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MrShoe
09-28-2001, 03:15 PM
We all know that to hold more detailed textures you need more video ram, thus a platform with more video ram can have better textures... Also, to hold very detailed models you need to have alot of system RAM, to hold all the vertex data, so a platform with more system RAM will be able to have better and more detailed models... Now, can someone please tell me how consoles can manage such decent looking graphics on such low video and system RAM?? Dont tell me about the "optimisation" om consoles, this has nothing to do with optimisation, ram on a pc and ram on a console hold exactly the same amount of data. So how does a ps2 with like 12MB of RAM display near PC quality textures when the PC has like 64 megs of video RAM, same with models...

iNsaNEiVaN
09-28-2001, 04:41 PM
Its...just....optimized. It doesn't have to worry about the os or other backround tasks so everything gets pumped to the graphics.

[This message has been edited by iNsaNEiVaN (edited 09-28-2001).]

Tolga Dalman
09-28-2001, 06:00 PM
i don't know exactly, but i guess there is some specialized hardware the reason for this. for example, i guess there's some kind of "direct" connection between gpu and cpu and ram (without that damn pci/agp concept).
also, as iNsaNEiVaN said, the os is optimized as well (no background tasks, no or very little "multitasking").
the other way round, all this means, you could tune your home pc to a gaming machine from hell (eg booting a special kernel for every game, or
something similar).
hum, does anyone know anything specific about the ps2-gpu?

cheers,
tolga.

Korval
09-28-2001, 08:06 PM
Because consoles only have to render at 640x480, not the 1024x768 minimum (like most games are shooting for). You don't need 512x512 textures for everything at 640x480. You can get by with lower polygon models because your resolution is lower and your display device (TV) is lower quality that that of a PC.

And yes, optimizations.

Nutty
09-28-2001, 11:30 PM
Tolga, the PS2 has 2 very powerful vector units, that are fully programmable. This helps alot with geometry throughput and stuff. You can even create proceduaral stuff on the fly with these.

I dont know much about the actual rasterizer though.

As for consoles in general, you really do have to optimize quite alot in order to squeeze stuff down. Using bit fields etc.. which are probably rarely seen in a modern PC game.

Alot of textures on consoles are still 4 bit, 8 bit, or probably 16 bit at most. 32 bit textures on a console really do have to be justified, to the limited amount of VRAM consoles have.

You'll also find that most PC coders are just lazy, and the code is often not particularly memory efficient.

P.S. Dont flame me about the PC coders bit, this just seems to be common knowledge in the PC to console conversion buisness. It does take a slightly different mental attitude to console programming than PC programing. With it being fixed spec, virtually no OS, no other apps at the same time etc..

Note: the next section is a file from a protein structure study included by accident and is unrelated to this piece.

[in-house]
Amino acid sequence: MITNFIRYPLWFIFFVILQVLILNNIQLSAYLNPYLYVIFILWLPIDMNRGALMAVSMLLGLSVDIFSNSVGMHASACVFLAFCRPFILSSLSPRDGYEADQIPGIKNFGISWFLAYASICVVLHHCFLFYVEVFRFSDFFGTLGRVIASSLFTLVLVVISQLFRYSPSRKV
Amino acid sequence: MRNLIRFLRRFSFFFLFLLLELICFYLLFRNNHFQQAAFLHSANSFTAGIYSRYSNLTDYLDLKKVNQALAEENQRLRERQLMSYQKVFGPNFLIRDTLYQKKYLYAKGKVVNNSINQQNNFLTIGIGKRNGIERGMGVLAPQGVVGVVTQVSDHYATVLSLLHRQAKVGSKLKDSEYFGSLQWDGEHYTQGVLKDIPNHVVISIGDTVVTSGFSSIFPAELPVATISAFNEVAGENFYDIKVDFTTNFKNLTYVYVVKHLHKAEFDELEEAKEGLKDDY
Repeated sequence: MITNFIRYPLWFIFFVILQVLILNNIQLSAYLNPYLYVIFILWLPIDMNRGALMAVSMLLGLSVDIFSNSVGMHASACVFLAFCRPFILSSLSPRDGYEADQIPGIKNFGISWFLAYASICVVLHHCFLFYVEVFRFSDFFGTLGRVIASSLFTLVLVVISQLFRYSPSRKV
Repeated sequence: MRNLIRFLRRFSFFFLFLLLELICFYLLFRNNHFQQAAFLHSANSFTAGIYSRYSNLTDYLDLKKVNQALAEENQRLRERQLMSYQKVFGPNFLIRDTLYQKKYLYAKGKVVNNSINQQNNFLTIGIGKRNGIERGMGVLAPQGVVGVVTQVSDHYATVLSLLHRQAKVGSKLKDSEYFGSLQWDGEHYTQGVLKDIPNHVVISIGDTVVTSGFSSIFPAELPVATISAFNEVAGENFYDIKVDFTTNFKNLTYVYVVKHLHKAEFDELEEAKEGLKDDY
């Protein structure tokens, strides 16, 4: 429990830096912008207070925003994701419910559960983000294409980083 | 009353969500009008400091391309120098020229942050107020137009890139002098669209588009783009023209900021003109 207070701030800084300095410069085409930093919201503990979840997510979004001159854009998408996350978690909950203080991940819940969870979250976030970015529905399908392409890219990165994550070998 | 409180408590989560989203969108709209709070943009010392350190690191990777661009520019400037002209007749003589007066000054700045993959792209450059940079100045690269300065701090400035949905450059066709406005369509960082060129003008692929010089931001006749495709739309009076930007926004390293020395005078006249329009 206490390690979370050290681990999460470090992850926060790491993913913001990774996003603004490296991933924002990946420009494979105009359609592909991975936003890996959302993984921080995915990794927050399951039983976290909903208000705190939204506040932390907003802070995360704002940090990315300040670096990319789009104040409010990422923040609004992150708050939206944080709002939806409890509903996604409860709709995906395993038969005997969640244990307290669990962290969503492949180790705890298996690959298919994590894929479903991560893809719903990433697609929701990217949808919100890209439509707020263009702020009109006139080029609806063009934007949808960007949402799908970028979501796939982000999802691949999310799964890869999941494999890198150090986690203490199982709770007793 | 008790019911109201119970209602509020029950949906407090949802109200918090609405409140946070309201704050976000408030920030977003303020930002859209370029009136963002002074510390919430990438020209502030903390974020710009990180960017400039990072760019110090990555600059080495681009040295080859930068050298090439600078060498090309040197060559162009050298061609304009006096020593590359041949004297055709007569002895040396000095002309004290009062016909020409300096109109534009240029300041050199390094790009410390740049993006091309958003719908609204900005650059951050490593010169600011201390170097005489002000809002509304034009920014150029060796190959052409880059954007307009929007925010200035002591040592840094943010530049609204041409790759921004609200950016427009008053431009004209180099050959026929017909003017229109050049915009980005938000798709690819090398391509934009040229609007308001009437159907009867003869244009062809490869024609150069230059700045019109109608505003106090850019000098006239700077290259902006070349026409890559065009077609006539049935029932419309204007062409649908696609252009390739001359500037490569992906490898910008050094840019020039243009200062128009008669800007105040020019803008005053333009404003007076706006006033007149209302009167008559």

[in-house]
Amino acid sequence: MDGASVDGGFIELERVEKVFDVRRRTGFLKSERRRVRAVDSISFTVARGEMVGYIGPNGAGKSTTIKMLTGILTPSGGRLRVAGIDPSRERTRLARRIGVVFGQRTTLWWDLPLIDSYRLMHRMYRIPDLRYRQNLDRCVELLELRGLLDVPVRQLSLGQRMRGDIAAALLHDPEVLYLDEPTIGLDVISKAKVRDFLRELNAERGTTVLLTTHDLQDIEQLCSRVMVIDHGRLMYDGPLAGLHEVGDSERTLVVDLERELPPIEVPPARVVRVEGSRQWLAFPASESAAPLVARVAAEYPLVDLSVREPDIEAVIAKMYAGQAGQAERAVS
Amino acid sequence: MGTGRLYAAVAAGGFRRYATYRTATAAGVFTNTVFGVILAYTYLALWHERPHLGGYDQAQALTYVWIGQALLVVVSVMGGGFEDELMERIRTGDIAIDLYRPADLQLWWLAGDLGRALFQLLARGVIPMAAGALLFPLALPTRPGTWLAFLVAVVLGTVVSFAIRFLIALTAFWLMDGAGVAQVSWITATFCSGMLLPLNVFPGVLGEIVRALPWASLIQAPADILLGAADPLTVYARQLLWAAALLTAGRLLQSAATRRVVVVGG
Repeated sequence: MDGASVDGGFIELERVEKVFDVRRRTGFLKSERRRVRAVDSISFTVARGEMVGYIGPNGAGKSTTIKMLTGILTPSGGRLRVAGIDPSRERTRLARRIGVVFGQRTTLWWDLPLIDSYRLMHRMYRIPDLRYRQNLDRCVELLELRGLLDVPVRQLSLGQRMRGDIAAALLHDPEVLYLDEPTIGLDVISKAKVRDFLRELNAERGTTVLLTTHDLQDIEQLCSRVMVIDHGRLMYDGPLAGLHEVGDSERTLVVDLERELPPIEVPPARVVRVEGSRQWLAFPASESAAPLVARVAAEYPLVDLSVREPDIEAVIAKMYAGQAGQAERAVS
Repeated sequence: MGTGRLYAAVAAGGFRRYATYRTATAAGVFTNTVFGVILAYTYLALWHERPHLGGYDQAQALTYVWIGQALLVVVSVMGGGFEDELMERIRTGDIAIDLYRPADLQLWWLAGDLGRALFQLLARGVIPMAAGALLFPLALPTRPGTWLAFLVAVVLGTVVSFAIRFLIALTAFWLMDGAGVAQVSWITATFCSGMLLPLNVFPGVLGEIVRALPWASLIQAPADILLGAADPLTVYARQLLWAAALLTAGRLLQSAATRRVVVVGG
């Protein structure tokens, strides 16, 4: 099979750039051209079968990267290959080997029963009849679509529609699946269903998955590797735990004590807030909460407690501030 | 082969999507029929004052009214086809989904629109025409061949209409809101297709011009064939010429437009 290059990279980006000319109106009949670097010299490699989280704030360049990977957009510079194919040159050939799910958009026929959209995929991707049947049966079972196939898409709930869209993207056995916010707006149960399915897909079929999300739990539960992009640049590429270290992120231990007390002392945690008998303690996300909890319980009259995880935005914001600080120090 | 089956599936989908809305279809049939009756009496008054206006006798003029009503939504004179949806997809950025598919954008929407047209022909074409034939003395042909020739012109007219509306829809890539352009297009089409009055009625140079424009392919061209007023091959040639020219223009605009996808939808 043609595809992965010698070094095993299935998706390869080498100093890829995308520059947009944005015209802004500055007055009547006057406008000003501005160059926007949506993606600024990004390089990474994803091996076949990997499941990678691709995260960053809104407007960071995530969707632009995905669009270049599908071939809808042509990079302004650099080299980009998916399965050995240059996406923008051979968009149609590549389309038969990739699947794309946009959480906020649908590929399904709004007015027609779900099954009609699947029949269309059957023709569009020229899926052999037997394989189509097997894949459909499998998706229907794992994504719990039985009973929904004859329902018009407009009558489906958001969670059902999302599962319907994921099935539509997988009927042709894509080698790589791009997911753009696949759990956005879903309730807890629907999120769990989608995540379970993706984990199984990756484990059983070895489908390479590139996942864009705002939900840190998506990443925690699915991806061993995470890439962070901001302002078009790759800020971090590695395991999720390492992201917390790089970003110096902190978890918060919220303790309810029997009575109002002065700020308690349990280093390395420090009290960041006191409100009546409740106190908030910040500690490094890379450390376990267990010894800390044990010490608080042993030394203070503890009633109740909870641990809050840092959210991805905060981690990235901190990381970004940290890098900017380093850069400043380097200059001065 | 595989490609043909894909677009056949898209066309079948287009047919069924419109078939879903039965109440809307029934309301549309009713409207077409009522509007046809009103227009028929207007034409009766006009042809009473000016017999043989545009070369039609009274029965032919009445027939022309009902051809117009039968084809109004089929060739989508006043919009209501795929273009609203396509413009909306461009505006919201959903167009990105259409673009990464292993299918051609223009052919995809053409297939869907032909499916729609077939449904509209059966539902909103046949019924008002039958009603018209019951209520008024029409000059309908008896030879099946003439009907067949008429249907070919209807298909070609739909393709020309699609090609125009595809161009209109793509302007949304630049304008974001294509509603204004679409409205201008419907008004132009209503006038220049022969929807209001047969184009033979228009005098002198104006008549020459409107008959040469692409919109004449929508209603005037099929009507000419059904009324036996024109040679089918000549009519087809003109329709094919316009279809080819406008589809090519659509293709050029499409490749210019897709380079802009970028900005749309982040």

Also theres the situation with patches. (sorry for going on a rant here) but how many PC games get followed with patches nowadays... With console games, the game has to be crash proof, and virtually bug free (no gameplay issue bugs) at the point of submission, else you will just fail!

It was quite funny noting M$ docs on the difference in standards between consoles and PC games...

Nutty

MrShoe
09-29-2001, 12:38 AM
Thanks for all your input... Several of you said optimisation but what does optimisation have to do with ram?? no matter how much something is optimised you will still need raw memory to hold vertex and texture data, something consoles lack... I suppose using lower polygon counts and less detailed textures explain it...
Also, some PC coders arse lazy, but lookj at people like Carmack :-) (hes my hero)... also, concentrating less on code but more on design produces a better game in my opinion...

Bob
09-29-2001, 01:11 AM
A model, or it's textures, doesn't have to be high-res to look good. A wellmade model along with a good texture will result in very good looking graphics, even though it's low-res.

If you scale your textures upwards with a factor 2, 4 or even 8, does it make it look better? No, it makes it consume more memory, thats all. See my point?

Tolga Dalman
09-30-2001, 04:14 PM
tnx for that info nutty... ;-)

but one thing to add: we all shouldn't be too lazy with our resources. we'd rather use them for better (nicer or faster) scenes...

nutty, why don't you write a tutuorial about optimizing opengl programs???
i'm sure, a lot of people would benefit from your knowledge...

bye,
tolga.

TrXtR
10-01-2001, 04:42 AM
Hey mrShoe.

Well, you see , you need to look at the difrence between console machines and pc's.
There is quite allot.

The console was built for graphics and gaming.
It's possible that the video memory of the graphics card is probably shared with system ram.

It's not just optimization software (code) wize. It's hardware wize too. The XBox is made for graphics, not the pc.

So there is allot of things they can take advantage of on consoles.

Just my 1c, not exact or anything

G4Soon
10-01-2001, 04:00 PM
Also, note that console processors and data buses are much more powerful.

example: the PS2's core CPU is 256 bit, while the PIV is effectively 32 bit with 64 bit extensions, and the G4 is also 32 bit with a few SIMD 128 bit instructions.

the PS2's main data bus that connects VRAM and other units is effectively 2560 bits wide, where usual PC data paths are 32 or 64 bits wide.

thus, more geometry can be calculated, instead of stored statically in RAM.